Since the inner and outer processes of our minds are distinct, then, the inner can even fight against the outer and forcibly make it consent. The struggle starts when we think of evils as sins and therefore try to refrain from them; since to the extent that we do refrain a door is opened for us. Once this door has been opened, the Lord expels the compulsions to evil that have kept our inner thought processes penned in. In their place, he plants desires for what is good, again in the inner levels of our thought. However, since the pleasures of our compulsions to evil that have been besieging our outer thought processes cannot be expelled at the same time, a fight starts between our inner and outer thinking. The inner thinking wants to expel those pleasures because they are pleasures in evil deeds and are incompatible with the desires for goodness that the inner thinking now enjoys. It wants to replace the pleasures of evil with pleasures in goodness because they are in harmony with it. The “pleasures in what is good” are what we refer to as the benefits that arise from our caring.
The struggle begins with this disagreement; and if it becomes more severe, it is called a temptation.
 Since we are human because of our inner thought, which is actually the human spirit, it follows that we are compelling ourselves when we force our outer thought processes to consent, or to accept the pleasures of our inner desires, the benefits that arise from our caring.
We can see that this is not inconsistent but in accord with our rationality and freedom, since it is our rationality that starts this struggle and our freedom that pursues it. Our essential freedom, together with our rationality, dwells in our inner self, and comes into our outer self from there.
 So when the inner conquers (which happens when the inner self has brought the outer self into agreement and compliance) then we are given true freedom and true rationality by the Lord. Then, that is, the Lord brings us out of that hellish freedom that is really slavery and into the heavenly freedom that is truly, inherently free.
The Lord teaches us in John that we are slaves when we are in our sins and that the Lord liberates us when we accept truth from him through the Word (John 8:31-36).
Arcana Coelestia 1937
…those who have practiced self-compulsion and set themselves against evil and falsity – even though at first they had imagined that they did so of themselves, or by their own power, but had after that been enlightened to the effect that their effort originated in the Lord, even the smallest of all the impulses of that effort – in the next life cannot be led by evil spirits, but are among the blessed. This shows that a person ought to compel himself to do what is good and to speak what is true. The arcanum Lying within this is that in so doing a person has a heavenly proprium bestowed on him from the Lord. This heavenly proprium is formed within the effort of his thought; but if he does not maintain that effort through self-compulsion – as this appears to be the way it is maintained – he does not by any means do so by abstaining from self-compulsion.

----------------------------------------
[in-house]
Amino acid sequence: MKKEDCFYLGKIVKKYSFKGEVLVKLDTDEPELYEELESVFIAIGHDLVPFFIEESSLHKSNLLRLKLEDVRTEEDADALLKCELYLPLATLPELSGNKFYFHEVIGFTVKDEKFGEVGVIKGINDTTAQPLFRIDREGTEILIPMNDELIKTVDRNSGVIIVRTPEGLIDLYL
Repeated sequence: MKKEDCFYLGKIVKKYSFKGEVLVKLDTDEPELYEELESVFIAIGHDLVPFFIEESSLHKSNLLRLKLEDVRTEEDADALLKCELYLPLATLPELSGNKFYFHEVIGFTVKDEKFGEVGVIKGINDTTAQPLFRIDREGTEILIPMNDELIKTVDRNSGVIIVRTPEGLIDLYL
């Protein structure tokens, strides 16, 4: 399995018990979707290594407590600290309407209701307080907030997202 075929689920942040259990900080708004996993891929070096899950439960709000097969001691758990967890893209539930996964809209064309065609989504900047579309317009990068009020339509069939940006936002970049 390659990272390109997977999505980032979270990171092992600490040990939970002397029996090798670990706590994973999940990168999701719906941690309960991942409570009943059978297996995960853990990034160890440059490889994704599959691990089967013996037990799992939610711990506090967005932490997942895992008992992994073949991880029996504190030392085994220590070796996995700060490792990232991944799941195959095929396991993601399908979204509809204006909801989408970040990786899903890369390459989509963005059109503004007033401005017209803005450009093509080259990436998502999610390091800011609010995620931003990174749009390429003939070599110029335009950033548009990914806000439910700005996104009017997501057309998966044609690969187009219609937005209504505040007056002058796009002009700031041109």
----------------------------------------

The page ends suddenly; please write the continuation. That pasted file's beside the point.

Divine Providence 147.
Let me briefly mention how the Lord expels the compulsions to evil that besiege our inner self right from our birth, and how he provides desires for what is good in their place when we use our apparent autonomy to put away evils as sins.
I have already explained [75, 139] that we have an earthly mind, a spiritual mind, and a heavenly mind, and that we are wholly locked into our earthly mind as long as we are caught up in our compulsions to evil and their pleasures. During all this our spiritual mind is closed. However, as soon as we look into ourselves and realize that our evils are sins against God because they are against divine laws, and therefore try to refrain from them, the Lord opens our spiritual mind and comes into our earthly mind by way of its desires for what is true and good. He comes also into our rational processes and from there rearranges the things in our lower, earthly mind that have been in disorder. This is what feels to us like a battle, or like a temptation if we have indulged in these evil pleasures a great deal. There is actually a psychological pain when the pattern of our thoughts is being inverted.
This is a battle against things that are actually within us, things that we feel are part of us; and we cannot fight against ourselves except from a deeper self, and only because of a freedom there. It then follows that the inner self is fighting against the outer self at such times, is doing so in freedom, and is forcing the outer self to obey. This is self-compulsion; and we can see that it is not inconsistent with our freedom and rationality, but quite in accord with them.
Arcana Coelestia 1947
…in self-compulsion there is freedom, that is, what is willing and spontaneous, and that this distinguishes self-compulsion from being compelled…without this freedom, or willingness and spontaneity, a person cannot possibly be reformed and receive any heavenly proprium; also that though the contrary seems to be the case, there is more freedom in times of temptation than there is outside of them.
Arcana Coelestia 7914
The good of innocence, which is the good of love to the Lord, is not received by one who belongs to the spiritual Church unless he exercises self-compulsion; for the belief that the Lord is the only God, and also that His Human is Divine, does not come easily to him. Therefore, since he is short of faith, no love to Him, or consequently any good of innocence, can be present in him unless he exercises self-compulsion.
Miracles and Signs 11.
I have talked with the angels on the subject that man ought to compel himself to do good against his own lusts, and that he ought to compel himself to believe truths contrary to his own opinions; but that he should not be compelled to do so. They told me that self-compulsion is a mark of freedom, because it springs from an interior affection, and that to be compelled is not from freedom, but is from an exterior force.